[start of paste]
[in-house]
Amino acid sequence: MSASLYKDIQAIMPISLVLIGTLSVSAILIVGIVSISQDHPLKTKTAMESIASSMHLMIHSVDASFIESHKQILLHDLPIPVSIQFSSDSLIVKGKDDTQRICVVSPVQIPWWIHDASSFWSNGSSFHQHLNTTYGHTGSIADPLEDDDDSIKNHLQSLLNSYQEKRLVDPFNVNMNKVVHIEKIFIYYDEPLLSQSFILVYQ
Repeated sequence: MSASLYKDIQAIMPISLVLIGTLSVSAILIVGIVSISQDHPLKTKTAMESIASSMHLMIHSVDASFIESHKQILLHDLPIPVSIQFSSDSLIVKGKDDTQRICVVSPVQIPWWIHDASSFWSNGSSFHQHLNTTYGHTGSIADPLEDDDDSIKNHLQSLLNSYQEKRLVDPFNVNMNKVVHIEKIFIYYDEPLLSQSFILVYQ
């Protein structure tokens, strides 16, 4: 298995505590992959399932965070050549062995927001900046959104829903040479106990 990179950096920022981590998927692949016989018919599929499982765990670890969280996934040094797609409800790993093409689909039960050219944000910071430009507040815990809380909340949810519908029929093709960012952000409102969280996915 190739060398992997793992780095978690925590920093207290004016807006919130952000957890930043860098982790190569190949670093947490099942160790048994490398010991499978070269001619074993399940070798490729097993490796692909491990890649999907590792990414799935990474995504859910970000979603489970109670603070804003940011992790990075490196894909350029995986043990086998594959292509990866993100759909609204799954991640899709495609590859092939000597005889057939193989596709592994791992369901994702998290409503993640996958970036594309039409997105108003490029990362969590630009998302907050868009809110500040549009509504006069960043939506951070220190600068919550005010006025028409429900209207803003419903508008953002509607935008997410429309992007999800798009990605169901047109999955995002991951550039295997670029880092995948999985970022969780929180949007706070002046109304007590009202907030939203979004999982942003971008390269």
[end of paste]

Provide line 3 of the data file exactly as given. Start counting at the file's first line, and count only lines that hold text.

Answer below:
Repeated sequence: MSASLYKDIQAIMPISLVLIGTLSVSAILIVGIVSISQDHPLKTKTAMESIASSMHLMIHSVDASFIESHKQILLHDLPIPVSIQFSSDSLIVKGKDDTQRICVVSPVQIPWWIHDASSFWSNGSSFHQHLNTTYGHTGSIADPLEDDDDSIKNHLQSLLNSYQEKRLVDPFNVNMNKVVHIEKIFIYYDEPLLSQSFILVYQ